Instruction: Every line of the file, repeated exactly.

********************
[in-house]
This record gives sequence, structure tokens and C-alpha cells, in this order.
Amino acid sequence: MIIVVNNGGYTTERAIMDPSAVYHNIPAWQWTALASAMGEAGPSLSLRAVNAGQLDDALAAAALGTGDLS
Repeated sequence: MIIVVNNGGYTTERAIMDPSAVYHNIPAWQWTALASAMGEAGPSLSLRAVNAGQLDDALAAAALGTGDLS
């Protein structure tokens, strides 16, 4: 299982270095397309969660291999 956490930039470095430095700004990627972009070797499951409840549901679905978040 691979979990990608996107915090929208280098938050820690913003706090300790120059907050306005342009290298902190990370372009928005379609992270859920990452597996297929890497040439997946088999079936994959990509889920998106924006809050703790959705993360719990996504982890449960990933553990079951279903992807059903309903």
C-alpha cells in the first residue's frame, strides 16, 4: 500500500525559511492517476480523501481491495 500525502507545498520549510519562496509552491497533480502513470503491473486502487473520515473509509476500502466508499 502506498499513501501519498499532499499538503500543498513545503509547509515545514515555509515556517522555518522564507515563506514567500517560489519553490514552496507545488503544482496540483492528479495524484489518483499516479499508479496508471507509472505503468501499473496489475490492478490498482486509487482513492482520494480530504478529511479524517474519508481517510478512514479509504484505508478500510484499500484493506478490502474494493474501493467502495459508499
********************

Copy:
[in-house]
This record gives sequence, structure tokens and C-alpha cells, in this order.
Amino acid sequence: MIIVVNNGGYTTERAIMDPSAVYHNIPAWQWTALASAMGEAGPSLSLRAVNAGQLDDALAAAALGTGDLS
Repeated sequence: MIIVVNNGGYTTERAIMDPSAVYHNIPAWQWTALASAMGEAGPSLSLRAVNAGQLDDALAAAALGTGDLS
């Protein structure tokens, strides 16, 4: 299982270095397309969660291999 956490930039470095430095700004990627972009070797499951409840549901679905978040 691979979990990608996107915090929208280098938050820690913003706090300790120059907050306005342009290298902190990370372009928005379609992270859920990452597996297929890497040439997946088999079936994959990509889920998106924006809050703790959705993360719990996504982890449960990933553990079951279903992807059903309903």
C-alpha cells in the first residue's frame, strides 16, 4: 500500500525559511492517476480523501481491495 500525502507545498520549510519562496509552491497533480502513470503491473486502487473520515473509509476500502466508499 502506498499513501501519498499532499499538503500543498513545503509547509515545514515555509515556517522555518522564507515563506514567500517560489519553490514552496507545488503544482496540483492528479495524484489518483499516479499508479496508471507509472505503468501499473496489475490492478490498482486509487482513492482520494480530504478529511479524517474519508481517510478512514479509504484505508478500510484499500484493506478490502474494493474501493467502495459508499